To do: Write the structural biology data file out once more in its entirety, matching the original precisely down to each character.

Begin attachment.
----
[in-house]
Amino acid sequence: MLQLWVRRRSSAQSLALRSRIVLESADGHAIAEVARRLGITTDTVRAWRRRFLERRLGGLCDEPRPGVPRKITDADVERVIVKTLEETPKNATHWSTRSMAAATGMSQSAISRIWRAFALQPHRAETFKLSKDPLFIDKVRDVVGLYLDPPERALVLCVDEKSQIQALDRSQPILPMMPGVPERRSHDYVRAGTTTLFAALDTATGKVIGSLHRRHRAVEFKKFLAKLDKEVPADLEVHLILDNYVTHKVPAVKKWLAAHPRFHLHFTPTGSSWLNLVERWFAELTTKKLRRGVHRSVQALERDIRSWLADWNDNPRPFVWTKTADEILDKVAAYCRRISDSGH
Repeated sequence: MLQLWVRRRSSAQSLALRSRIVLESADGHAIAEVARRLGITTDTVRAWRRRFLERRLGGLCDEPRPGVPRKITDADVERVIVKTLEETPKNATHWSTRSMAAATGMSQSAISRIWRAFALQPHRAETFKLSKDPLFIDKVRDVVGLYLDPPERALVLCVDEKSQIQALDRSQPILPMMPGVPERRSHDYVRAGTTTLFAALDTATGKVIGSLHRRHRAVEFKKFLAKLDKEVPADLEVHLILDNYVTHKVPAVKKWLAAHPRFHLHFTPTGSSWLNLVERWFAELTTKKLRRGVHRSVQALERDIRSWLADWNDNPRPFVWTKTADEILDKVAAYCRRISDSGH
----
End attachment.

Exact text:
[in-house]
Amino acid sequence: MLQLWVRRRSSAQSLALRSRIVLESADGHAIAEVARRLGITTDTVRAWRRRFLERRLGGLCDEPRPGVPRKITDADVERVIVKTLEETPKNATHWSTRSMAAATGMSQSAISRIWRAFALQPHRAETFKLSKDPLFIDKVRDVVGLYLDPPERALVLCVDEKSQIQALDRSQPILPMMPGVPERRSHDYVRAGTTTLFAALDTATGKVIGSLHRRHRAVEFKKFLAKLDKEVPADLEVHLILDNYVTHKVPAVKKWLAAHPRFHLHFTPTGSSWLNLVERWFAELTTKKLRRGVHRSVQALERDIRSWLADWNDNPRPFVWTKTADEILDKVAAYCRRISDSGH
Repeated sequence: MLQLWVRRRSSAQSLALRSRIVLESADGHAIAEVARRLGITTDTVRAWRRRFLERRLGGLCDEPRPGVPRKITDADVERVIVKTLEETPKNATHWSTRSMAAATGMSQSAISRIWRAFALQPHRAETFKLSKDPLFIDKVRDVVGLYLDPPERALVLCVDEKSQIQALDRSQPILPMMPGVPERRSHDYVRAGTTTLFAALDTATGKVIGSLHRRHRAVEFKKFLAKLDKEVPADLEVHLILDNYVTHKVPAVKKWLAAHPRFHLHFTPTGSSWLNLVERWFAELTTKKLRRGVHRSVQALERDIRSWLADWNDNPRPFVWTKTADEILDKVAAYCRRISDSGH